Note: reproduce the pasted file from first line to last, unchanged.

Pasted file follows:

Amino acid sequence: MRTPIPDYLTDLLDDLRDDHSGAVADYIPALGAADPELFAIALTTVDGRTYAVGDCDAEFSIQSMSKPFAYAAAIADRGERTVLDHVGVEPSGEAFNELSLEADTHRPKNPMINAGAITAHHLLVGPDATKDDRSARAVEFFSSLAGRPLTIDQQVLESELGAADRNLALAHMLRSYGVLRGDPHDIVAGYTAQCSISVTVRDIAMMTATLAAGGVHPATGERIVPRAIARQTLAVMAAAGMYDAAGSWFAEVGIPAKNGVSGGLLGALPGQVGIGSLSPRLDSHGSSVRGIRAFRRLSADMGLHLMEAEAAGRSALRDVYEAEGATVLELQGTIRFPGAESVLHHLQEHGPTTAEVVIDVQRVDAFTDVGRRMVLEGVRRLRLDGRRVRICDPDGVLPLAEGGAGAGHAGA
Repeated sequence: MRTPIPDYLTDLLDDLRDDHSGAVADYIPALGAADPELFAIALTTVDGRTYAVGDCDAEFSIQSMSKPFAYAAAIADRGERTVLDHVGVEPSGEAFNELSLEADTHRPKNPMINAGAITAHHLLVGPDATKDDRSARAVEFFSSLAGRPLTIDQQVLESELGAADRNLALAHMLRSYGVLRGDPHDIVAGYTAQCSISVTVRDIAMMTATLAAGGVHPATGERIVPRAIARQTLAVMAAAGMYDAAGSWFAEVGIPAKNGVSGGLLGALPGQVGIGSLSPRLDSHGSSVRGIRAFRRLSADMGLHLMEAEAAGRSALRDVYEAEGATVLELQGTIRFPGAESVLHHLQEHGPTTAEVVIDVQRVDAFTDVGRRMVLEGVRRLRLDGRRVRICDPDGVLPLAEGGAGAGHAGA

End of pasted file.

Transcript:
Amino acid sequence: MRTPIPDYLTDLLDDLRDDHSGAVADYIPALGAADPELFAIALTTVDGRTYAVGDCDAEFSIQSMSKPFAYAAAIADRGERTVLDHVGVEPSGEAFNELSLEADTHRPKNPMINAGAITAHHLLVGPDATKDDRSARAVEFFSSLAGRPLTIDQQVLESELGAADRNLALAHMLRSYGVLRGDPHDIVAGYTAQCSISVTVRDIAMMTATLAAGGVHPATGERIVPRAIARQTLAVMAAAGMYDAAGSWFAEVGIPAKNGVSGGLLGALPGQVGIGSLSPRLDSHGSSVRGIRAFRRLSADMGLHLMEAEAAGRSALRDVYEAEGATVLELQGTIRFPGAESVLHHLQEHGPTTAEVVIDVQRVDAFTDVGRRMVLEGVRRLRLDGRRVRICDPDGVLPLAEGGAGAGHAGA
Repeated sequence: MRTPIPDYLTDLLDDLRDDHSGAVADYIPALGAADPELFAIALTTVDGRTYAVGDCDAEFSIQSMSKPFAYAAAIADRGERTVLDHVGVEPSGEAFNELSLEADTHRPKNPMINAGAITAHHLLVGPDATKDDRSARAVEFFSSLAGRPLTIDQQVLESELGAADRNLALAHMLRSYGVLRGDPHDIVAGYTAQCSISVTVRDIAMMTATLAAGGVHPATGERIVPRAIARQTLAVMAAAGMYDAAGSWFAEVGIPAKNGVSGGLLGALPGQVGIGSLSPRLDSHGSSVRGIRAFRRLSADMGLHLMEAEAAGRSALRDVYEAEGATVLELQGTIRFPGAESVLHHLQEHGPTTAEVVIDVQRVDAFTDVGRRMVLEGVRRLRLDGRRVRICDPDGVLPLAEGGAGAGHAGA